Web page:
With both teams 6-3 and a half-game out first place going into their first meeting of the season, the Padres and Dodgers begin their battle for that crucial season series advantage when they meet Friday at Dodger Stadium.
Los Angeles lost 13 of 18 meetings to San Diego last season, a lopsided result that gave the Padres the division championship when both clubs finished 88-74. The Dodgers lost seven of nine at home in the series.
Derek Lowe (1-1, 5.73 ERA) might be the right pitcher for Los Angeles to have on the mound Friday as it tries to begin reversing last year’s fortunes against San Diego. Lowe went 4-0 with a 1.55 ERA in his last five appearances at Dodger Stadium in 2006, and he tied for second in the NL in home wins by going 10-4 with a 3.18 ERA.
The right-hander is 2-2 with a 2.37 ERA in nine starts against San Diego, although the Dodgers have lost his last four starts against the Padres.
Lowe pitched seven innings and allowed one run and four hits in his last outing, a 4-1 victory at San Francisco on Saturday.
“I’m ready to go,” Lowe told the Dodgers’ official Web site. “I feel good. This is a good time for us to get a look at the Padres.”
Dodgers shortstop Rafael Furcal is expected to make his season debut Friday after recovering from a sprained left ankle, which would allow Los Angeles to feature the top-of-the lineup speed they sought when they signed free-agent leadoff hitter Juan Pierre in the offseason to bat right in front of Furcal.
Wilson Valdez hit .368 (7-for-19) with three runs as Furcal’s replacement.
The Dodgers hope Furcal can help spark them offensively, as they’ve scored three runs or fewer in six of their nine games and will be facing a Padres team that already has three shutouts this season.
“Some guys haven’t been swinging the bats the way they are capable of, myself included,” Pierre said. “But right now I think we’re pretty happy with how we’ve played. It’ll be good to get a look at San Diego at this point because we know they’re coming in here having played pretty well to start the season.”
San Diego defeated San Francisco 4-0 at home Wednesday behind six innings from Greg Maddux and another scoreless performance by its bullpen. Padres relievers have not allowed a run in 28 1-3 innings, a franchise record to open a season, and San Diego is 3 2-3 innings away from tying the longest shutout stretch by the bullpen in team history, established in 1978.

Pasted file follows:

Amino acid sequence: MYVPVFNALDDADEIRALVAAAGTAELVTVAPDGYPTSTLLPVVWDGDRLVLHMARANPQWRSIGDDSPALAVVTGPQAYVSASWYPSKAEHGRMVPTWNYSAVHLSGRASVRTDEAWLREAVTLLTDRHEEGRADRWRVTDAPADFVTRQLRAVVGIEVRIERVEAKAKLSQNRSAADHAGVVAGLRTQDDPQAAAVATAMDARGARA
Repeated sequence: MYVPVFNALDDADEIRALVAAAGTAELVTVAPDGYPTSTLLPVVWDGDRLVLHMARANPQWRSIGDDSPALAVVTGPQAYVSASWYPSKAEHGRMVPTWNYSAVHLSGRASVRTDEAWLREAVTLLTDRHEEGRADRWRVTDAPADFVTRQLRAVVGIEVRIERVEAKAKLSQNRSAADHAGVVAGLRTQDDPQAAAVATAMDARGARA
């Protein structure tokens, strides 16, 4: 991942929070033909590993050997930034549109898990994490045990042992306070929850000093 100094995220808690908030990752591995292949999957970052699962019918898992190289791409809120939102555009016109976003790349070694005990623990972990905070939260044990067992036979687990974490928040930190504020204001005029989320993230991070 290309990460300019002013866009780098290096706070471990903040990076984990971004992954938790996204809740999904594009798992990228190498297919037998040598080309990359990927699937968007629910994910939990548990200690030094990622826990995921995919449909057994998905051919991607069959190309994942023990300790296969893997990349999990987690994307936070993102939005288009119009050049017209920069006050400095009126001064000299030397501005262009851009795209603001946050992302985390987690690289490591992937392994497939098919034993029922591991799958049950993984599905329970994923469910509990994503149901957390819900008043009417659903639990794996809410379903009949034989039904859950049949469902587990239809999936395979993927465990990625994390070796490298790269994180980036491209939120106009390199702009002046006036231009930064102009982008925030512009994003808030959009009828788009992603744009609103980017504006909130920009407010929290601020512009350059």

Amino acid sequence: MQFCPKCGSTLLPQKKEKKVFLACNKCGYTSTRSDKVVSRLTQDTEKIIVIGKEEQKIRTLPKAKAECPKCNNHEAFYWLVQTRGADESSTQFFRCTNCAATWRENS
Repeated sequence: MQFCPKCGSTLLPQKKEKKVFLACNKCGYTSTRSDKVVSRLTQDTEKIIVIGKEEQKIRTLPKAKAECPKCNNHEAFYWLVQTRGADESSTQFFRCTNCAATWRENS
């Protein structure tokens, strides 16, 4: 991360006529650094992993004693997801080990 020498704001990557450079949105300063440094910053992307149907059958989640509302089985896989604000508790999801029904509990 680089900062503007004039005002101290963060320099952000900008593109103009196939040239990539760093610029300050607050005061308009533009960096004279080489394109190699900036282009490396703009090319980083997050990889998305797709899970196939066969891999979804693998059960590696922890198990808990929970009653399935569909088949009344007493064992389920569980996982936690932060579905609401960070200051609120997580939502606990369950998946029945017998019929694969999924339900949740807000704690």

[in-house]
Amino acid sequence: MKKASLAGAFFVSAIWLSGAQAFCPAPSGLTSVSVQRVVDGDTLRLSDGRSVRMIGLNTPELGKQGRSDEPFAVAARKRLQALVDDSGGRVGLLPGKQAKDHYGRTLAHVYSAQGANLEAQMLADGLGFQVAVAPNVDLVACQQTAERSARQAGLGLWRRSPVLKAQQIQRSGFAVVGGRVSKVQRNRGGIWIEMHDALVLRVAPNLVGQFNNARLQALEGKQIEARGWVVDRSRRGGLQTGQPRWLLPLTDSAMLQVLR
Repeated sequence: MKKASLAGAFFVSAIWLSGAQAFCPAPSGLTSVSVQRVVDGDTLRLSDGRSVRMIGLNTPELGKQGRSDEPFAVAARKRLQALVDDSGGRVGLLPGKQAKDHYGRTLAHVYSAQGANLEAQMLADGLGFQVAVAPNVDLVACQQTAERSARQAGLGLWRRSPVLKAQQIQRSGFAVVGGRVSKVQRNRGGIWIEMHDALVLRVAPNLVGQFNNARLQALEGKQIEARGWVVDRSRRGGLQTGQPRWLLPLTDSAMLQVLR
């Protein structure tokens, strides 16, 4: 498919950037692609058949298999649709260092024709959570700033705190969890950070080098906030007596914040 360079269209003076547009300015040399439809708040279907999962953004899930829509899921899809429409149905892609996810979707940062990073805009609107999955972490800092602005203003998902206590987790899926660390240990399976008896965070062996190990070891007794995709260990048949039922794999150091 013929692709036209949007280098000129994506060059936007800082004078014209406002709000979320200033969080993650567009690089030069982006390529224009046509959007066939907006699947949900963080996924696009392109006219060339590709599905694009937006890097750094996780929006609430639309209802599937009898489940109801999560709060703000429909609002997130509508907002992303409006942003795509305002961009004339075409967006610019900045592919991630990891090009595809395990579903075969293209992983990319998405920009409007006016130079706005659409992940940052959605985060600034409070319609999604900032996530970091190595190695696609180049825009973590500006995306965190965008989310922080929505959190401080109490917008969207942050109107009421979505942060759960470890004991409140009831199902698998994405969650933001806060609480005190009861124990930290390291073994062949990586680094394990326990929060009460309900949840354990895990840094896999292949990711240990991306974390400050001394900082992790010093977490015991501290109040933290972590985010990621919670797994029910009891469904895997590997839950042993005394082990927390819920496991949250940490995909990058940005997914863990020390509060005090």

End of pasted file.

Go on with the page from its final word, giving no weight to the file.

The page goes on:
The relievers have allowed 12 hits and four walks while striking out 23.
“I’m running out of adjectives here for these guys,” first-year Padres manager Bud Black told the team’s Web site. I’ve got to look up other words to describe these guys.”
David Wells (0-0, 2.70) will make his second start after he allowed two runs and six hits in 6 2-3 innings of the Padres’ 3-2 win over Colorado on Saturday. The left-hander lasted at least six innings in eight of his 13 starts last season, and feels added confidence from having such a deep bullpen behind him in 2007.
“You can’t ask for anything better,” Wells said. “You know that you can win those tight ballgames.”
Wells is 1-2 with a 6.20 ERA in four starts against Los Angeles. He lost his only Dodger Stadium start, giving up two runs and six hits in five innings of a 3-1 Padres loss Sept. 15.
Wells won’t be pitching to catcher Josh Bard, who was put on the 15-day disabled list Thursday with a strained groin he suffered in Wednesday’s loss. Backup Rob Bowen is likely to take Bard’s starting spot, and the Padres purchased the contract of Pete Laforest from Triple-A Portland. Laforest played in a combined 44 big league games in 2003 and 2005 with Tampa Bay.
The Dodgers-Padres series ended in memorable fashion last season Sept. 18. Los Angeles became the first team to hit four consecutive homers since 1964, erasing a 9-5 deficit in the ninth inning before Nomar Garciaparra’s two-run shot in the 10th gave the Dodgers an 11-10 win.